Tiny Flakes Tell a Story of Tool Use 300,000 Years Ago

Tiny chips of flint discovered by archaeologists at the Lower Paleolithic site of Schöningen, Lower Saxony.

When prehistoric people re-sharpened cutting tools 300,000 years ago, they dropped tiny chips of flint – which today yield evidence of how wood was processed by early humans. (Image: via Scientific Reports)

When prehistoric people re-sharpened cutting tools 300,000 years ago, they dropped tiny chips of flint — which today yield evidence of how wood was processed by early humans. The small flint flakes were discovered at the Lower Paleolithic site of Schöningen, Lower Saxony, Germany. Now, a multidisciplinary team led by the University of Tübingen and the Senckenberg Centre for Human Evolution and Palaeoenvironment (SHEP) in Tübingen has analyzed this very old material for the information it can provide. The study has been published in Scientific Reports.

The 57 small stone chips and three bone implements for re-sharpening stone tools were discovered around the skeleton of a Eurasian straight-tusked elephant that had died on the shore of a lake about 300,000 years ago. Dr. Jordi Serangeli, director of the archaeological excavations in Schöningen, said:

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“We can prove, among other things, from these finds that people — probably Homo heidelbergensis or early Neanderthals — were in the vicinity of the elephant carcass. This site is located about two meters below the famous site of the world’s oldest spears.”

Archeological resharpening flake from the elephant area at the site Schöningen 13 II-3. (a) microflake ID 30255; (b) microresidues stuck on the dorsal proximal retouch scars and interpreted as tiny woody remains (Magnification: 200x); (c) microresidues of wood adhering on the butt (Magnification: 500x, dark field); (d,e) soil particles adhering to the dorsal surface and related FTIR spectroscopic absorptions showing a high concentration of calcium carbonate (Magnification in (d): 12.5x). (Image: via Scientific Reports (2022))

A snapshot of Stone Age life

Tübingen researcher Flavia Venditti, the study’s lead author, says the story of the Stone Age is told mainly via the study of objects worked by our ancestors, adding:

“One is inclined to believe that large tools such as knives, scrapers and points are more significant than simple flakes, especially when they are small and really just a byproduct of tool production. But even microscopic stone chips, in the context of the overall evidence, can tell us a lot about the way of life of our ancestors.”

Most of the fragments studied were smaller than one centimeter, Venditti reports, saying:

“Through a multidisciplinary approach that included technological and spatial analysis, the study of residues and signs of use, and methods of experimental archaeology, we were able to obtain more of the Stone Age story from these stone chips. The small flakes come from knife-like tools, they were knocked off during re-sharpening.”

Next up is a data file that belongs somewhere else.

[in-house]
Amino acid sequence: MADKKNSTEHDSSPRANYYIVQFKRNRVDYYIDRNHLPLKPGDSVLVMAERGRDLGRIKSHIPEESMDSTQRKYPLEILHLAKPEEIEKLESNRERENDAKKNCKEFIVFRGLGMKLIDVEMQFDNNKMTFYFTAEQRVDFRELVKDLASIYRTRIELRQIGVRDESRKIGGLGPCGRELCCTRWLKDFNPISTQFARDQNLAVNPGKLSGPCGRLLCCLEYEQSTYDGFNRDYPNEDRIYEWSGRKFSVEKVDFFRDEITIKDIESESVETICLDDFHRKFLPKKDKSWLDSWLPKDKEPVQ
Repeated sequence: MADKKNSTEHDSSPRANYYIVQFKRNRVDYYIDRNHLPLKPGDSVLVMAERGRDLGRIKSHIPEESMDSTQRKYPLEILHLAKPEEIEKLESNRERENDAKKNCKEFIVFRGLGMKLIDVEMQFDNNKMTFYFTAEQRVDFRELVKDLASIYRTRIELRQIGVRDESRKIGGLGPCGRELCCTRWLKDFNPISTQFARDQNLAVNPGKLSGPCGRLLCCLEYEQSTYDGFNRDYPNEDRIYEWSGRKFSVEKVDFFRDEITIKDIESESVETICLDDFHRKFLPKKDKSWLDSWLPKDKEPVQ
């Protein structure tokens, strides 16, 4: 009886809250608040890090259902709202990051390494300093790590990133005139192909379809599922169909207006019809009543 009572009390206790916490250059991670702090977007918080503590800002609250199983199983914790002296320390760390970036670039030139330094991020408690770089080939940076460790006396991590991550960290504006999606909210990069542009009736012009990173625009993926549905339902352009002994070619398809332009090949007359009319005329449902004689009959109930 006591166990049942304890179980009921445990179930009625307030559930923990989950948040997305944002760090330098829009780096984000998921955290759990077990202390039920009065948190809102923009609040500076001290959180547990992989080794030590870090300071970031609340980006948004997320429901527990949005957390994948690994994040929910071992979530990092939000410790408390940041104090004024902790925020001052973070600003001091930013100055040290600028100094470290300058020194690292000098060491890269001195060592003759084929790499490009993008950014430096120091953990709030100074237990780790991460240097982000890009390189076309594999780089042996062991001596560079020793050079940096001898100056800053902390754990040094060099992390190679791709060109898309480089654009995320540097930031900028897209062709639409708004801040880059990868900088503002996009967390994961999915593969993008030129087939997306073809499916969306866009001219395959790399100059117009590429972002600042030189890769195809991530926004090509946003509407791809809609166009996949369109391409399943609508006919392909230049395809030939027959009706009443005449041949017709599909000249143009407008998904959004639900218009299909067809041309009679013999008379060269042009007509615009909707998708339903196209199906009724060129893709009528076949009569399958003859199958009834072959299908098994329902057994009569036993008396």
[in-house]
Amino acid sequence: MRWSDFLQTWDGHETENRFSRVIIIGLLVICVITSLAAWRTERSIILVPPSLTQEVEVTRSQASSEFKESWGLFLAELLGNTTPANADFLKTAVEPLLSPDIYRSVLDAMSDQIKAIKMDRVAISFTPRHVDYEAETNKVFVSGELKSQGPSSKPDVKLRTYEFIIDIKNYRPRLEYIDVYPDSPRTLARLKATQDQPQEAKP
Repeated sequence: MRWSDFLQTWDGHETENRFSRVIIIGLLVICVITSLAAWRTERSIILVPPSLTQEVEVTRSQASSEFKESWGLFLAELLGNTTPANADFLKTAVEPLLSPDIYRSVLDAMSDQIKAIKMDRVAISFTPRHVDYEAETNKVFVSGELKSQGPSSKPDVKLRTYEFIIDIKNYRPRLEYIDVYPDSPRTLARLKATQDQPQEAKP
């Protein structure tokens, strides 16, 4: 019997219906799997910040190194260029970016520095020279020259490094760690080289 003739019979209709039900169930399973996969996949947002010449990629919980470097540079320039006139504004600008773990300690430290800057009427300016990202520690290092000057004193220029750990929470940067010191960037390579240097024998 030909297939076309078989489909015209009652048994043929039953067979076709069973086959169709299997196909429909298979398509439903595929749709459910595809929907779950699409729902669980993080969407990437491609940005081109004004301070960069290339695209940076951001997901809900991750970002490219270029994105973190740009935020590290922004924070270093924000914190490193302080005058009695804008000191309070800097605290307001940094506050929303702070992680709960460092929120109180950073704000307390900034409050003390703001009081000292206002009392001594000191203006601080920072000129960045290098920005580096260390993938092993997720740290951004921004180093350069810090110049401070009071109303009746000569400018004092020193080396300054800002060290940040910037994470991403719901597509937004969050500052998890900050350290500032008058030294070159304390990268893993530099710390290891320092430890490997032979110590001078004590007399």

The chips fell to the ground, where they stayed when the people moved on with their tools, she said.

Archeological macro and microscopic residues identified on the lithic tool artifacts from the elephant area.
Archeological macro and microscopic residues identified on the lithic tool artifacts from the elephant area at Schöningen 13 II-3. (a-c) macroscopic use-related residues embedded and smeared in the retouch scars of the resharpening flakes ID 30251, ID 29716 (Magnification: 56x) and on the butt of resharpening flake ID 30255 (Magnification: 200x); (d-f) extracted micro-use related residues consisting of wood tissues and cortex particles observed in transmitted and polarized light on microflake ID 30251 (Magnification: 500x (d,e) and 400x (f). (Image: via Scientific Reports (2022))

Evidence of woodworking

Fifteen pieces showed signs of use typical of working fresh wood, Venditti said:

“Microscopic wood residues remained attached to what had been the tool edges.”

In addition, micro use-wear on a sharp-edged natural flint fragment proved that people used it to cut fresh animal tissue, she said:

“Probably this flint was used in the butchering of the elephant.”

These results are further evidence of the combined use of stone, bone, and plant technologies 300,000 years ago, as has been documented several times in Schöningen, Venditti says. Professor Nicholas Conard from Tübingen and head of the Schöningen research project emphasizes:

“This study shows how detailed analyses of traces of use and microresidues can provide information from small artifacts that are often ignored. This is the first study to produce such comprehensive results from 300,000 years old re-sharpening flakes. The prerequisite for this kind of research is that the artifacts are handled with extreme care from excavation throughout the analyses.”

The archaeological excavation at the Paleolithic sites in Schöningen and the scientific investigation are a long-term project of the University of Tübingen in cooperation with the Senckenberg Nature Research Society and the State Heritage Office of Lower Saxony. The project is funded by the Lower Saxony Ministry of Science and Culture in Hanover.

Provided by Universitaet Tübingen [Note: Materials may be edited for content and length.]

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